We know, for example, that diffusion of responsibility enables a great deal of immoral behavior, and that even a small number of vocal dissenters can powerfully dilute the corrosive impact of conformity and obedience. This has implications for the design of institutions from prisons to corporations: If you want to minimize the likelihood of abuse, it’s probably smart to hold individuals at every level directly and personally responsible for wrongdoing. It’s also smart to find ways to foster and protect dissent, whether through institutionalizing internal criticism, or through legal incentives and protections for whistle-blowers. But even as Press acknowledges that situational factors may play some role in encouraging resistance, he doesn’t try to tease out what those might be.
Press might also have profitably engaged the question of whether people can be “trained” to be resisters. Might understanding the situational factors that lead some toward the moral abyss help others avoid it? Should schoolchildren be taught about Milgram’s experiments, and read about Press’s ordinary heroes? Press doesn’t seem especially interested in such questions.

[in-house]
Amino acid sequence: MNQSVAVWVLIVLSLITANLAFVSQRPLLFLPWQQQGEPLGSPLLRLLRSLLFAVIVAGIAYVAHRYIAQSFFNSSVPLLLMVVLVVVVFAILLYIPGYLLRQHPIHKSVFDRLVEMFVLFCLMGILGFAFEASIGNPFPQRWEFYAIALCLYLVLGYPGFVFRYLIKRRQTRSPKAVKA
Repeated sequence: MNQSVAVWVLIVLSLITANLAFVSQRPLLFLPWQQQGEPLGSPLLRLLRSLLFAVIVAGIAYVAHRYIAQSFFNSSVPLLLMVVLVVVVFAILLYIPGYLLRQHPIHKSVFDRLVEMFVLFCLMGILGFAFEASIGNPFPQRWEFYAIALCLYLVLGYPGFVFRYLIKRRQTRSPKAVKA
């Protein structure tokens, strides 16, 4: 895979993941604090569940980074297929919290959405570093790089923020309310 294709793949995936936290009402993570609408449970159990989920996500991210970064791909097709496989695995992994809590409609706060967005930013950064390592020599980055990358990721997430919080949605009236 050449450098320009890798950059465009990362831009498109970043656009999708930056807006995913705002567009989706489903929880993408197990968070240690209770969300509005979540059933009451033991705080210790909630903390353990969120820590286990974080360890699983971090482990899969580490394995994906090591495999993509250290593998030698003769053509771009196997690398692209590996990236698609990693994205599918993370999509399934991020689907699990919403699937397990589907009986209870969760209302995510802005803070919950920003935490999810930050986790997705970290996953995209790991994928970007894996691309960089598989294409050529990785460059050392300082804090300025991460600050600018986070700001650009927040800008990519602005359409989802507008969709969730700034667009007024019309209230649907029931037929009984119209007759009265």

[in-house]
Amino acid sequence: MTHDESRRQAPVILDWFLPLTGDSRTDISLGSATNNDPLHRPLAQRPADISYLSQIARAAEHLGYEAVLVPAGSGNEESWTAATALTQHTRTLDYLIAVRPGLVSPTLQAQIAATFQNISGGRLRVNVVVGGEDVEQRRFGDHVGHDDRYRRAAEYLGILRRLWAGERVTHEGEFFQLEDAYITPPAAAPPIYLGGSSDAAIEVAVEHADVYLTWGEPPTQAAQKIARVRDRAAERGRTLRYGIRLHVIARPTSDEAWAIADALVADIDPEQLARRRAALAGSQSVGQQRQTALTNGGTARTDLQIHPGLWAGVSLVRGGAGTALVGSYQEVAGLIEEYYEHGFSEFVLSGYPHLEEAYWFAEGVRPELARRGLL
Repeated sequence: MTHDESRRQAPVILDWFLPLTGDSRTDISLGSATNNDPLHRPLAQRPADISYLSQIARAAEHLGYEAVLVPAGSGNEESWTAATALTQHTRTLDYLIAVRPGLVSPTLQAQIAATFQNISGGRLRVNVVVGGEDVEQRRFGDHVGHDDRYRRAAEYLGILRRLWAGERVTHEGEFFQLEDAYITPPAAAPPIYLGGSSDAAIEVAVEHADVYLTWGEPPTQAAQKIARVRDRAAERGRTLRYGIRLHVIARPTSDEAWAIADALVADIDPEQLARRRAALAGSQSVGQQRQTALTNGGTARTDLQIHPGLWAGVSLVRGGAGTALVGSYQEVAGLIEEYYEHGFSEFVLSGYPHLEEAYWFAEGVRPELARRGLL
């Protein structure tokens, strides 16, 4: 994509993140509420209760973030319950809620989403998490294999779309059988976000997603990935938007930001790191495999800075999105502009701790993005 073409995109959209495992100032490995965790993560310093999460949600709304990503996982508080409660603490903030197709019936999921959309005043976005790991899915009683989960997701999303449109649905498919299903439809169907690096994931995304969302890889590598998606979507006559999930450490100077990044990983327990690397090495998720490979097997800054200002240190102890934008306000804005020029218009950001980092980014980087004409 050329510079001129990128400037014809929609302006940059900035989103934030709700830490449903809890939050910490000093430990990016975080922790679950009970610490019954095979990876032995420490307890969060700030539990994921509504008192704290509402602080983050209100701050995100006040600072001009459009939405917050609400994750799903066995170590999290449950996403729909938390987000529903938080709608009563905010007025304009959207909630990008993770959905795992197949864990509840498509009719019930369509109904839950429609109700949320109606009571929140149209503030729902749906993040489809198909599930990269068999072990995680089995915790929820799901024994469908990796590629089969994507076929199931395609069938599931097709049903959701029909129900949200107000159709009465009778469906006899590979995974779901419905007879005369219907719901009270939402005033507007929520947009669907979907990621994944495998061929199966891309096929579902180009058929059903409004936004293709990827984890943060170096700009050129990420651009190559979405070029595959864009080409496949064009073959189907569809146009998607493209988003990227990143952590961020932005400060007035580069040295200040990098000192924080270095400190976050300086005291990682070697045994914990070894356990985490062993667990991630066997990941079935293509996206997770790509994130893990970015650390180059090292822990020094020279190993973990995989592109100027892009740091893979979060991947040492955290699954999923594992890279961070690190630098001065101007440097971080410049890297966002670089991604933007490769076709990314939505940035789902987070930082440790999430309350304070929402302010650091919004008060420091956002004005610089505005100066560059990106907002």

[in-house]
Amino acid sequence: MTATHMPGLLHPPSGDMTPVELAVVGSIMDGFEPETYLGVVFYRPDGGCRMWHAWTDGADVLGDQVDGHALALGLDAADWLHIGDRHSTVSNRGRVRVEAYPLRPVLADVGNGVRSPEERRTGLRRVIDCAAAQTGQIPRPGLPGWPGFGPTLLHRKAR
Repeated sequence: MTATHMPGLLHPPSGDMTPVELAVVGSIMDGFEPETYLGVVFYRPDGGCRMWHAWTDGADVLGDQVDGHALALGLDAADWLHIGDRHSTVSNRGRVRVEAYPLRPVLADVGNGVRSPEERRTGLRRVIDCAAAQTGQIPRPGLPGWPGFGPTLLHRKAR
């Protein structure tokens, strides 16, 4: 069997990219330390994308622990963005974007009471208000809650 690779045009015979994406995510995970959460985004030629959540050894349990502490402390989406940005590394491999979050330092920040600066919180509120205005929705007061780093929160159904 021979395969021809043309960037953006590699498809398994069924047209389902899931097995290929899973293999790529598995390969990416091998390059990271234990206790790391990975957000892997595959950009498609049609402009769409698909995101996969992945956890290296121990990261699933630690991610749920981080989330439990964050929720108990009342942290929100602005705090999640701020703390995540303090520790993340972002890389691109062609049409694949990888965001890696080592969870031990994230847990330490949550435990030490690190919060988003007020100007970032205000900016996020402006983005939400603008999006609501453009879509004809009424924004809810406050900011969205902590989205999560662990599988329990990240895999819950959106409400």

But perhaps this critique doesn’t do full justice to the underlying value of Beautiful Souls. True, Press offers few answers. But in an odd sort of way, the comparative flatness of his characters is inspiring. After all, if extraordinary resistance requires extraordinary individuals, most of us, demoralized, might simply despair of ever achieving heroism. But why let ourselves off the hook? If even the most prosaic of individuals can behave heroically—the tidy Swiss bureaucrat; the abrasive, beer-loving Serb—maybe the rest of us can be heroes, too.
Rosa Brooks is a professor at Georgetown University Law Center and a Bernard L. Schwartz Senior Fellow at the New America Foundation.